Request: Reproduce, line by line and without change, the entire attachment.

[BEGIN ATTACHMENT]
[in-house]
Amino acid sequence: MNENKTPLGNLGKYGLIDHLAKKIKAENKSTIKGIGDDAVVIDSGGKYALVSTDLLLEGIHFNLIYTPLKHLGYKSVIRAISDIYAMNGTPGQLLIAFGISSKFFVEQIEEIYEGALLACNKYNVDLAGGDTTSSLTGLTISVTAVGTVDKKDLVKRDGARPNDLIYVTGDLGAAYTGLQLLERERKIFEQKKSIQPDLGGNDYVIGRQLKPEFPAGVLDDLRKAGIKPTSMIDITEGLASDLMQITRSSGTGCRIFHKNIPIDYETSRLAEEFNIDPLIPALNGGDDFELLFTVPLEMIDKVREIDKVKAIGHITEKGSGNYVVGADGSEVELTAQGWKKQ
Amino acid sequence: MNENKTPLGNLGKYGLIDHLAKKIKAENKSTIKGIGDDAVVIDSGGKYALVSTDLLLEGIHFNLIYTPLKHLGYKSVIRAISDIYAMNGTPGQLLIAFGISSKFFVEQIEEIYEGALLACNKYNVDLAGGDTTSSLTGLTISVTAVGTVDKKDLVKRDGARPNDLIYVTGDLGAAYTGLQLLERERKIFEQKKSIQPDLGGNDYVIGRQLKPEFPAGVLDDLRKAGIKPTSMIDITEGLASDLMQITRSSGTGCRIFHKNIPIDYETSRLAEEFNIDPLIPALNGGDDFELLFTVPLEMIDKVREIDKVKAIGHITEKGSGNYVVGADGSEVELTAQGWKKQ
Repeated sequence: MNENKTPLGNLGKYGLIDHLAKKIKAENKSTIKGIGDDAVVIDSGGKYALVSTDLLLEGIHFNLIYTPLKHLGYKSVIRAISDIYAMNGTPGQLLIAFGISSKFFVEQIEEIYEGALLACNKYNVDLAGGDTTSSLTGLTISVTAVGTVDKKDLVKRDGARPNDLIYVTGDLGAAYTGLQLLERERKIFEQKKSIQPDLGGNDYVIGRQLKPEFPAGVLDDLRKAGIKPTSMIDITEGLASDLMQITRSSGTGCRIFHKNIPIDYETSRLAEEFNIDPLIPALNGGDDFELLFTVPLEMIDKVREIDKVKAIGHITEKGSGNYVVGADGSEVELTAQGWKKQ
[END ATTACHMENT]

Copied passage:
[in-house]
Amino acid sequence: MNENKTPLGNLGKYGLIDHLAKKIKAENKSTIKGIGDDAVVIDSGGKYALVSTDLLLEGIHFNLIYTPLKHLGYKSVIRAISDIYAMNGTPGQLLIAFGISSKFFVEQIEEIYEGALLACNKYNVDLAGGDTTSSLTGLTISVTAVGTVDKKDLVKRDGARPNDLIYVTGDLGAAYTGLQLLERERKIFEQKKSIQPDLGGNDYVIGRQLKPEFPAGVLDDLRKAGIKPTSMIDITEGLASDLMQITRSSGTGCRIFHKNIPIDYETSRLAEEFNIDPLIPALNGGDDFELLFTVPLEMIDKVREIDKVKAIGHITEKGSGNYVVGADGSEVELTAQGWKKQ
Amino acid sequence: MNENKTPLGNLGKYGLIDHLAKKIKAENKSTIKGIGDDAVVIDSGGKYALVSTDLLLEGIHFNLIYTPLKHLGYKSVIRAISDIYAMNGTPGQLLIAFGISSKFFVEQIEEIYEGALLACNKYNVDLAGGDTTSSLTGLTISVTAVGTVDKKDLVKRDGARPNDLIYVTGDLGAAYTGLQLLERERKIFEQKKSIQPDLGGNDYVIGRQLKPEFPAGVLDDLRKAGIKPTSMIDITEGLASDLMQITRSSGTGCRIFHKNIPIDYETSRLAEEFNIDPLIPALNGGDDFELLFTVPLEMIDKVREIDKVKAIGHITEKGSGNYVVGADGSEVELTAQGWKKQ
Repeated sequence: MNENKTPLGNLGKYGLIDHLAKKIKAENKSTIKGIGDDAVVIDSGGKYALVSTDLLLEGIHFNLIYTPLKHLGYKSVIRAISDIYAMNGTPGQLLIAFGISSKFFVEQIEEIYEGALLACNKYNVDLAGGDTTSSLTGLTISVTAVGTVDKKDLVKRDGARPNDLIYVTGDLGAAYTGLQLLERERKIFEQKKSIQPDLGGNDYVIGRQLKPEFPAGVLDDLRKAGIKPTSMIDITEGLASDLMQITRSSGTGCRIFHKNIPIDYETSRLAEEFNIDPLIPALNGGDDFELLFTVPLEMIDKVREIDKVKAIGHITEKGSGNYVVGADGSEVELTAQGWKKQ